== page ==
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Simpson Strait facts for kids

Kids Encyclopedia Facts

<mapframe text="Simpson Strait" width=242 height=242 zoom=6 latitude=68.533333 longitude=-97.5/> The Simpson Strait (68°32′N 097°30′W / 68.533°N 97.500°W / 68.533; -97.500 (Simpson Strait)Coordinates: 68°32′N 097°30′W / 68.533°N 97.500°W / 68.533; -97.500 (Simpson Strait)) is a natural, shallow waterway separating King William Island to the north from Adelaide Peninsula on Nunavut's mainland to the south. The strait, an arm of the Arctic Ocean, connects the Queen Maud Gulf with Rasmussen Basin's Rae Strait.

Simpson Strait measures 40 mi (64 km) long and 2–10 mi (3.2–16.1 km) wide, and there are several small islands within it: Albert, Beaver, Boulder, Castor, Chens, Club, Comb, Denille, Dolphin, Eta, Hook, Kilwinning, Pollux, Ristvedt, Saatuq, Sarvaq and Taupe.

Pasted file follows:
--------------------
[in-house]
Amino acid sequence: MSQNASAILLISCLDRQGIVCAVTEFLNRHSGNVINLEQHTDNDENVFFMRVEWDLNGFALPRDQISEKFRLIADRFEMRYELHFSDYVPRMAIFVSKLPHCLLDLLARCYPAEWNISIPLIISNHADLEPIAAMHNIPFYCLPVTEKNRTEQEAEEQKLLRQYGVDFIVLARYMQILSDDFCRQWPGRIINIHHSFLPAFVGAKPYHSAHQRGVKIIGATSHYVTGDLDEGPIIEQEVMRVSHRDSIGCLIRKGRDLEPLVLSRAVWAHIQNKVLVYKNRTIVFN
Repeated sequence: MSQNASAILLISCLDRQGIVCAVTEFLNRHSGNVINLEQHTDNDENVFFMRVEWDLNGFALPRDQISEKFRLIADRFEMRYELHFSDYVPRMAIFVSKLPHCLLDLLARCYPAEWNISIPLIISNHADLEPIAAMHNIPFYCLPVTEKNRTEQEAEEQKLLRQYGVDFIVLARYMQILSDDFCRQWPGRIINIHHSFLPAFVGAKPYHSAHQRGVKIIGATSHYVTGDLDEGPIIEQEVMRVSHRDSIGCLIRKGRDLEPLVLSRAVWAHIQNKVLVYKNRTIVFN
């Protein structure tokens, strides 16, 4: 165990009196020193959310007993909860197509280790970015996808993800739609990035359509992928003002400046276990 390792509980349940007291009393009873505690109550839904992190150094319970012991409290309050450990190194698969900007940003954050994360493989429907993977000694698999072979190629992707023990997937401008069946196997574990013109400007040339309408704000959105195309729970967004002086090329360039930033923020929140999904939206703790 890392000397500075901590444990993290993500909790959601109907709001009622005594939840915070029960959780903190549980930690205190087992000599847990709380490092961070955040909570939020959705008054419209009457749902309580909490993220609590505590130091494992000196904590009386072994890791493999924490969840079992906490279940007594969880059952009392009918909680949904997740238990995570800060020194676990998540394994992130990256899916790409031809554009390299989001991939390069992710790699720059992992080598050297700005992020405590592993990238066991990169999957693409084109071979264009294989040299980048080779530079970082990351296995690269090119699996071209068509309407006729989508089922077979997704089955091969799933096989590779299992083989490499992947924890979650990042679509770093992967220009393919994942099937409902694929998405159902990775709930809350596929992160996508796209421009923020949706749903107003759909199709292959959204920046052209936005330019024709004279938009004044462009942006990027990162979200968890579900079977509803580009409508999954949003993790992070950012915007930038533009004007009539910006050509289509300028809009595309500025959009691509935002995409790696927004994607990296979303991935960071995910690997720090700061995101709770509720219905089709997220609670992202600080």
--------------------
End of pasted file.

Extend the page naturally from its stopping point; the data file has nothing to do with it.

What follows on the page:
History

The English naval officer George Back reached Simpson Strait in 1834, but did not name it.

In 1836, the Hudson's Bay Company wanted to "endeavour to complete the discovery and survey of the northern shores of the American continent" and so it sent the Scottish explorer Thomas Simpson and the Canadian explorer Peter Warren Dease on an expedition. Simpson and Dease reached the Simpson Strait in 1839, and named it in honor of Simpson.

Roald Amundsen traversed it in 1903 during his first successful Northwest Passage voyage.

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